Afternoons



in or during any or every :
He slept late and worked afternoons.
the time from until evening.
the latter part:
the afternoon of life.
pertaining to the latter part of the day.
Contemporary Examples

But in the next instant, all the other timepieces ticked on into the first of the sunny afternoons the boy will never see.
A Boston Child Is Cut Down by an Attacker’s Bomb Michael Daly April 16, 2013

Did you know of any coach who had time to play racquetball and football in the afternoons?
Jerry Sandusky Trial, Day Five: Sandusky’s Defense Flails Diane Dimond June 17, 2012

Certain pearl-gray days in summer, or autumn afternoons under enormous Poussin skies, convince me I belong here.
How I Write: John Banville on ‘Ancient Light,’ Nabokov, and Dublin Noah Charney October 2, 2012

Only in Italy, where many things are closed in the afternoons, are we forced on occasion to change this routine.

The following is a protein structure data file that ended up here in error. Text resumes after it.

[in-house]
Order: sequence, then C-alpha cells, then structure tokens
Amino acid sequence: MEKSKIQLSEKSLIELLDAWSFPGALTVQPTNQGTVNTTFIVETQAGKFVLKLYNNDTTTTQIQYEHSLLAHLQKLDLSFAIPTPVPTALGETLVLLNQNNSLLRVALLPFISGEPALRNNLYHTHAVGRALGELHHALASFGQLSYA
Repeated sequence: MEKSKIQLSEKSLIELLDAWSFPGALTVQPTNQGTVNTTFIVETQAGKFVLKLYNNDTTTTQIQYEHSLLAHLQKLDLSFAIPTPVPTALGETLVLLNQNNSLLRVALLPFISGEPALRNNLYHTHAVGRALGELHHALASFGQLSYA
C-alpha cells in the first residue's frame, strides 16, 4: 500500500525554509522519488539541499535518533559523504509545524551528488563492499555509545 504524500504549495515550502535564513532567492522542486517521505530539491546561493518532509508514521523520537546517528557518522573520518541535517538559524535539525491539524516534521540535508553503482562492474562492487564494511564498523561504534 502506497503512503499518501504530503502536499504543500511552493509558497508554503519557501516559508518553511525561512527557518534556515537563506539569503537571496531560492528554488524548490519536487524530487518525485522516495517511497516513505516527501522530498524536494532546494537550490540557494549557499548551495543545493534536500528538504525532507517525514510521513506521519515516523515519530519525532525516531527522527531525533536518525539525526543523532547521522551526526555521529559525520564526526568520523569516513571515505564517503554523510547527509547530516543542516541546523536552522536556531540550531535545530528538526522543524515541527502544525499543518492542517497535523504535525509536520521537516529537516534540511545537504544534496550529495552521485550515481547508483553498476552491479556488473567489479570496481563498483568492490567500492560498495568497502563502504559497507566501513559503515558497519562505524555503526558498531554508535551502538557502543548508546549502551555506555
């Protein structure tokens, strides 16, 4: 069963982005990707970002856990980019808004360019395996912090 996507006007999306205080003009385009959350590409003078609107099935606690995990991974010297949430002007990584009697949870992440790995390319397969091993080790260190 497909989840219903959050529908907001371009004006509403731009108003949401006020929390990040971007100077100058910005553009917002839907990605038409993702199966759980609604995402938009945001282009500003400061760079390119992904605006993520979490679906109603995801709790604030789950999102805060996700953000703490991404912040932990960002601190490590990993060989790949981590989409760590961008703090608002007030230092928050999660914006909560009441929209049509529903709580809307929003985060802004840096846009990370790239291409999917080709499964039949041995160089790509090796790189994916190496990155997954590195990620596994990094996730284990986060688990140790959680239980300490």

How I Write: Stephen Greenblatt, Pulitzer Winner of ‘The Swerve’ Noah Charney September 18, 2012

I spend my afternoons reading and exercising or going for walks.
How I Write: Paul Lynch Noah Charney December 17, 2013

Historical Examples

“I find it interferes with my work, afternoons,” said Perner.
The Bread Line Albert Bigelow Paine

The afternoons invite us to a further flight upon the water.
New Italian sketches John Addington Symonds

Here Brandon and I often went, afternoons, to read, as we were sure to be undisturbed.
When Knighthood Was in Flower Charles Major

It was the beginning of another of those long, tedious afternoons.
IT and Other Stories Gouverneur Morris

Advertiser will expect to receive her own friends on the afternoons of not less than three days in each week.
Punch, or the London Charivari, Vol. 93, October 29, 1887 Various

adverb
(informal) during the afternoon, esp regularly
noun

the period of the day between noon and evening
(as modifier): afternoon tea

a middle or later part: the afternoon of life
n.

c.1300, from after + noon. In 15c.-16c., the form was at afternoon; from c.1600 it has been in the afternoon. Middle English also had aftermete “afternoon, part of the day following the noon meal,” mid-14c.

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